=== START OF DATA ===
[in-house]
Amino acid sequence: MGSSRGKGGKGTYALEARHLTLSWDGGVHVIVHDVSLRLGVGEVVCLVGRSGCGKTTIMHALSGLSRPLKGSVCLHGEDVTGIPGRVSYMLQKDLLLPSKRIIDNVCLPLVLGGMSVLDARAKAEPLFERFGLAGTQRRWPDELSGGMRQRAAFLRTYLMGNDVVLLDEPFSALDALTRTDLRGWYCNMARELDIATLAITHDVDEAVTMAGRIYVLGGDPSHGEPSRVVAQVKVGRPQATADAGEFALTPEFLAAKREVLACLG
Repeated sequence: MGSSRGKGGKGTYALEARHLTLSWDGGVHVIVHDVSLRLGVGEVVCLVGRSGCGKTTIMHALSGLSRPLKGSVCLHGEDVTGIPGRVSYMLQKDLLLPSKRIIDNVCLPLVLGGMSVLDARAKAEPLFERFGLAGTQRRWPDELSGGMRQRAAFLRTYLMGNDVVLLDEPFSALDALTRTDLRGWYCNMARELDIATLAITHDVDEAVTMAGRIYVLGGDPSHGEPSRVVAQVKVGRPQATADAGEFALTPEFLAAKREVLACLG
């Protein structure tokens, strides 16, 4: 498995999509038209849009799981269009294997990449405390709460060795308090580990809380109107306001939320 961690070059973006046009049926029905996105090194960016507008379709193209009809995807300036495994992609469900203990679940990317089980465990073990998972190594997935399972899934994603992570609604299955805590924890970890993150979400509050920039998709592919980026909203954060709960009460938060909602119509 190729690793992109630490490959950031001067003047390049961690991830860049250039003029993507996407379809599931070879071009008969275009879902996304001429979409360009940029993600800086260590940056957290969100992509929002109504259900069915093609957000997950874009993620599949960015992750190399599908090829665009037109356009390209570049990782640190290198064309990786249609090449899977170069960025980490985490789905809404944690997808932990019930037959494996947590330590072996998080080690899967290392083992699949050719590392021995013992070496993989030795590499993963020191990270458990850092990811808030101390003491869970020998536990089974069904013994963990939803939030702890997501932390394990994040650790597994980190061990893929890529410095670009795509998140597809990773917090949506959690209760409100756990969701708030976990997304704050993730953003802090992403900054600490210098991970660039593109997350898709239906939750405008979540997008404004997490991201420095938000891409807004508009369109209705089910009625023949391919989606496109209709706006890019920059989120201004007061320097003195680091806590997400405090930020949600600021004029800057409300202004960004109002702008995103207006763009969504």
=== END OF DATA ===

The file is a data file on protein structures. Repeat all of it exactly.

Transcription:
[in-house]
Amino acid sequence: MGSSRGKGGKGTYALEARHLTLSWDGGVHVIVHDVSLRLGVGEVVCLVGRSGCGKTTIMHALSGLSRPLKGSVCLHGEDVTGIPGRVSYMLQKDLLLPSKRIIDNVCLPLVLGGMSVLDARAKAEPLFERFGLAGTQRRWPDELSGGMRQRAAFLRTYLMGNDVVLLDEPFSALDALTRTDLRGWYCNMARELDIATLAITHDVDEAVTMAGRIYVLGGDPSHGEPSRVVAQVKVGRPQATADAGEFALTPEFLAAKREVLACLG
Repeated sequence: MGSSRGKGGKGTYALEARHLTLSWDGGVHVIVHDVSLRLGVGEVVCLVGRSGCGKTTIMHALSGLSRPLKGSVCLHGEDVTGIPGRVSYMLQKDLLLPSKRIIDNVCLPLVLGGMSVLDARAKAEPLFERFGLAGTQRRWPDELSGGMRQRAAFLRTYLMGNDVVLLDEPFSALDALTRTDLRGWYCNMARELDIATLAITHDVDEAVTMAGRIYVLGGDPSHGEPSRVVAQVKVGRPQATADAGEFALTPEFLAAKREVLACLG
């Protein structure tokens, strides 16, 4: 498995999509038209849009799981269009294997990449405390709460060795308090580990809380109107306001939320 961690070059973006046009049926029905996105090194960016507008379709193209009809995807300036495994992609469900203990679940990317089980465990073990998972190594997935399972899934994603992570609604299955805590924890970890993150979400509050920039998709592919980026909203954060709960009460938060909602119509 190729690793992109630490490959950031001067003047390049961690991830860049250039003029993507996407379809599931070879071009008969275009879902996304001429979409360009940029993600800086260590940056957290969100992509929002109504259900069915093609957000997950874009993620599949960015992750190399599908090829665009037109356009390209570049990782640190290198064309990786249609090449899977170069960025980490985490789905809404944690997808932990019930037959494996947590330590072996998080080690899967290392083992699949050719590392021995013992070496993989030795590499993963020191990270458990850092990811808030101390003491869970020998536990089974069904013994963990939803939030702890997501932390394990994040650790597994980190061990893929890529410095670009795509998140597809990773917090949506959690209760409100756990969701708030976990997304704050993730953003802090992403900054600490210098991970660039593109997350898709239906939750405008979540997008404004997490991201420095938000891409807004508009369109209705089910009625023949391919989606496109209709706006890019920059989120201004007061320097003195680091806590997400405090930020949600600021004029800057409300202004960004109002702008995103207006763009969504």